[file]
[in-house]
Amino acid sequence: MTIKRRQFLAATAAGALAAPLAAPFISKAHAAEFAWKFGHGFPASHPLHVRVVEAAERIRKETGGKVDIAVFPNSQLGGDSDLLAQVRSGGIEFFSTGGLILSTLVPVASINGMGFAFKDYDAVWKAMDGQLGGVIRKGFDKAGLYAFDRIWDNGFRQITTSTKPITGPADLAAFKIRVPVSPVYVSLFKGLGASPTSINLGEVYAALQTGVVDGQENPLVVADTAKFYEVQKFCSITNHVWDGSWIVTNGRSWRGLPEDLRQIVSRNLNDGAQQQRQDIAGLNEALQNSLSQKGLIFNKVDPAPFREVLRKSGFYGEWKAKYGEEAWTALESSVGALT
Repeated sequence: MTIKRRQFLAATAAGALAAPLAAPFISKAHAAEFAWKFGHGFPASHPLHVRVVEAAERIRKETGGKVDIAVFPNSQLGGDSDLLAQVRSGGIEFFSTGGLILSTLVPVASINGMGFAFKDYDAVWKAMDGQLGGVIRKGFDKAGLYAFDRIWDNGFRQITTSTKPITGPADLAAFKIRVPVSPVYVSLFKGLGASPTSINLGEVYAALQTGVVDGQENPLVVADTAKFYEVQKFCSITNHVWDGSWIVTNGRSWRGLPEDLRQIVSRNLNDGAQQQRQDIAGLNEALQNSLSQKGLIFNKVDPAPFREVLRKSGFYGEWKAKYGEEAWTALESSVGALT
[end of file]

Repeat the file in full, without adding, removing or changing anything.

[in-house]
Amino acid sequence: MTIKRRQFLAATAAGALAAPLAAPFISKAHAAEFAWKFGHGFPASHPLHVRVVEAAERIRKETGGKVDIAVFPNSQLGGDSDLLAQVRSGGIEFFSTGGLILSTLVPVASINGMGFAFKDYDAVWKAMDGQLGGVIRKGFDKAGLYAFDRIWDNGFRQITTSTKPITGPADLAAFKIRVPVSPVYVSLFKGLGASPTSINLGEVYAALQTGVVDGQENPLVVADTAKFYEVQKFCSITNHVWDGSWIVTNGRSWRGLPEDLRQIVSRNLNDGAQQQRQDIAGLNEALQNSLSQKGLIFNKVDPAPFREVLRKSGFYGEWKAKYGEEAWTALESSVGALT
Repeated sequence: MTIKRRQFLAATAAGALAAPLAAPFISKAHAAEFAWKFGHGFPASHPLHVRVVEAAERIRKETGGKVDIAVFPNSQLGGDSDLLAQVRSGGIEFFSTGGLILSTLVPVASINGMGFAFKDYDAVWKAMDGQLGGVIRKGFDKAGLYAFDRIWDNGFRQITTSTKPITGPADLAAFKIRVPVSPVYVSLFKGLGASPTSINLGEVYAALQTGVVDGQENPLVVADTAKFYEVQKFCSITNHVWDGSWIVTNGRSWRGLPEDLRQIVSRNLNDGAQQQRQDIAGLNEALQNSLSQKGLIFNKVDPAPFREVLRKSGFYGEWKAKYGEEAWTALESSVGALT